Until he didn’t. Her husband got laid off from his position as a general laborer in September, leaving them with no steady income.
“This Christmas will definitely be different,” Briana said.
Instead of spending lots of money on gifts, they’re going to go a different route: homemade.
“We're probably going to opt for soup or maybe some cookies and a card,” she said.
In addition to the cutbacks, they’ve decided to be thankful for what they do have and they’re planning give back to struggling families.
“We plan on donating to a cause called LoveDrop,” she said. “I've always wanted to adopt a family, but this year we don't have the means to do so. With LoveDrop, I can donate $20 and feel as if I'm making a difference.”
Kellea (Single woman - no kids)
As an associate director in the alumni department of a mid-size university, Kellea Tibbs has a comfortable salary but is never above cutting a few corners to ensure her bank account stays stable until the holidays are over. She’s been cutting back over the years and has it down to a science.
“This year I have decided to only mail cards to immediate relatives,” she said. “Friends and any other people who end up sending me cards will get a New Year's greeting card. I took a couple of cardmaking classes, so I make my own.”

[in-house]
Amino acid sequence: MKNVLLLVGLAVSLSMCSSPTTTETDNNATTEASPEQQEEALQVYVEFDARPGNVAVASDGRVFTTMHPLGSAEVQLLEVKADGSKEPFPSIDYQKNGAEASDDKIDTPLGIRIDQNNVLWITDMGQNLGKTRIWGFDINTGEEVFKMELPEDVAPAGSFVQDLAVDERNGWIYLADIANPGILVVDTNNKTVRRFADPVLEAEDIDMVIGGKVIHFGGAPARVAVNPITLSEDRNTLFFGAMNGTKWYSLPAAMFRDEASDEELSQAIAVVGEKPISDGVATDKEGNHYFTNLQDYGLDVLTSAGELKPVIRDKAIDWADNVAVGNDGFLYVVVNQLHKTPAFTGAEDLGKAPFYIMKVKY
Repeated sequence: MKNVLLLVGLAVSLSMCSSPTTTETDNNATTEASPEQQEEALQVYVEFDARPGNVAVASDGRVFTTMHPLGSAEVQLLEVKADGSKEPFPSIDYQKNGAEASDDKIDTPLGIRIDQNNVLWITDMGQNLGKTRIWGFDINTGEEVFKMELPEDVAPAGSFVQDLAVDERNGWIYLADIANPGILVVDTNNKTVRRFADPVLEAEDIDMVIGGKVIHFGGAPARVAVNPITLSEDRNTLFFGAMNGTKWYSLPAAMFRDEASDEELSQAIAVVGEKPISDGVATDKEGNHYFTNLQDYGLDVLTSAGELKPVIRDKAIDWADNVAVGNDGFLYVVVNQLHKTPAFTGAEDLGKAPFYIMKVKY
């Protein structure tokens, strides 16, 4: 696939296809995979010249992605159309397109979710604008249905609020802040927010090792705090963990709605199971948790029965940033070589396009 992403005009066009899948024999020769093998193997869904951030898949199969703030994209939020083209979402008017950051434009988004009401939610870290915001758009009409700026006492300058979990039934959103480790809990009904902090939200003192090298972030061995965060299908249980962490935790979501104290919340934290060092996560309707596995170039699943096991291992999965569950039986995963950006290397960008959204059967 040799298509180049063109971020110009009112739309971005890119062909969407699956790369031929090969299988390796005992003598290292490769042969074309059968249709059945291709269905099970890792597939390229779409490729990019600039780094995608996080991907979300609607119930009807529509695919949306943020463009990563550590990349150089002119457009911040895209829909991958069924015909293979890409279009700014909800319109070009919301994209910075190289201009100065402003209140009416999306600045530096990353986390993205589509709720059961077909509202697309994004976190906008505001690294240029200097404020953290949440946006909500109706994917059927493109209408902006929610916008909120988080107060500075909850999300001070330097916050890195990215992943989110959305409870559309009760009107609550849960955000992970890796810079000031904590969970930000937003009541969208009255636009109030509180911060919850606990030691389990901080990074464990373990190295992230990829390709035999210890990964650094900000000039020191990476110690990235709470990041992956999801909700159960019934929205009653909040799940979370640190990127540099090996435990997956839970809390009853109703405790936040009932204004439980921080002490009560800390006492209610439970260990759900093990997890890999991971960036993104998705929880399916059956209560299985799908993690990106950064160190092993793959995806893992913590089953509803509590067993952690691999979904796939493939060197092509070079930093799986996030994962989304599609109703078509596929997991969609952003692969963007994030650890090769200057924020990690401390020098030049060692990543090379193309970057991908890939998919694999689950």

For her nieces she expresses no shame in her reliance on the $1 section at Target, for cute, kid-friendly items. She also gives magazine subscriptions to her teenage goddaughters for under $15 each. “Magazines provide the perfect gift for three reasons: It gets them reading, it keeps giving year round, and they are very economical!”
For her plans to give back, she’s recently signed up for automatic monthly donations to a few charities through her employer. “That way you don't see it and you don't miss it,” she said. “I plan to do more of that after the holidays so I know I'm giving year-round but I'm not going broke in the process.”
How You Can Save This Holiday Season:
- If you’re out and about and need to know whether you’re getting the best deal on your purchase, check out one of these comparison shopper apps.
- Looking for one-of-a-kind affordable gifts? All of these are under $20.
- Think outside the big box stores for a cartload of savings.
- Is your spouse serving in the armed forces? This organization will give you free holiday portraits.
- Food gifts (such as a cookie-in-a-jar) can be economical and whipped up in minutes. Here’s a tutorial to show you how.
- Instead of buying rolls and rolls of wrapping paper, take a cue from the big jolly man himself and buy a red velvet Santa sack. At less than $10 a pop, it’s more economical and can be used for many Christmases in a row.
- Rather than trying to give everyone a shiny new iPod for Christmas, why not buy a much more affordable jump drive (you can find them on sale for under $10) and preload it with music? They can play it on whatever device they happen to be hogging at the time.
- Last-minute online shopping can be costly with the added shipping costs to make sure it’s delivered in time. Visit sites like CouponCabin or RetailMeNot for coupon codes to bring down the cost.
- To keep the fun going all year long, consider making coupon books for the kids, with can’t-wait-cash-them-in items like “Invite 5 friends over for a pizza party sleepover” or “No chores for a week!” Saves you money and gives them something to look forward to.